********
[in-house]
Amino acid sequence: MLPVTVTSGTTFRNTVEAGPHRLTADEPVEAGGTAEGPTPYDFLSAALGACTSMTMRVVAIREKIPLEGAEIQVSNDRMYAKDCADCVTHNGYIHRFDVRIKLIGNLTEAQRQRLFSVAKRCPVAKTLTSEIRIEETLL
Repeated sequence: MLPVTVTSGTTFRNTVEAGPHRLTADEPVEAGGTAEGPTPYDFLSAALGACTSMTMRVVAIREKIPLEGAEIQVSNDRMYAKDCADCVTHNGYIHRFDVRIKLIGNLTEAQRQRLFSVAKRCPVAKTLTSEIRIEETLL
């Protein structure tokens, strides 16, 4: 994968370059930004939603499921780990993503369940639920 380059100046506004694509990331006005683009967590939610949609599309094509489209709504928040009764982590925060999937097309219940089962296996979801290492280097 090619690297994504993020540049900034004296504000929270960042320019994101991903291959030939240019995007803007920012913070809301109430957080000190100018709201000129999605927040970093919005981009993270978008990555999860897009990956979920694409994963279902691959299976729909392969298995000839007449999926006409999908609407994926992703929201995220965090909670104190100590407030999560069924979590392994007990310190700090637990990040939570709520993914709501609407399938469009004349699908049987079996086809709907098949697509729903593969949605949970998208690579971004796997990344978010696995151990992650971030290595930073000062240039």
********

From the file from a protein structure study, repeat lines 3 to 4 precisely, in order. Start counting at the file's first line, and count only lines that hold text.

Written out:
Repeated sequence: MLPVTVTSGTTFRNTVEAGPHRLTADEPVEAGGTAEGPTPYDFLSAALGACTSMTMRVVAIREKIPLEGAEIQVSNDRMYAKDCADCVTHNGYIHRFDVRIKLIGNLTEAQRQRLFSVAKRCPVAKTLTSEIRIEETLL
């Protein structure tokens, strides 16, 4: 994968370059930004939603499921780990993503369940639920 380059100046506004694509990331006005683009967590939610949609599309094509489209709504928040009764982590925060999937097309219940089962296996979801290492280097 090619690297994504993020540049900034004296504000929270960042320019994101991903291959030939240019995007803007920012913070809301109430957080000190100018709201000129999605927040970093919005981009993270978008990555999860897009990956979920694409994963279902691959299976729909392969298995000839007449999926006409999908609407994926992703929201995220965090909670104190100590407030999560069924979590392994007990310190700090637990990040939570709520993914709501609407399938469009004349699908049987079996086809709907098949697509729903593969949605949970998208690579971004796997990344978010696995151990992650971030290595930073000062240039």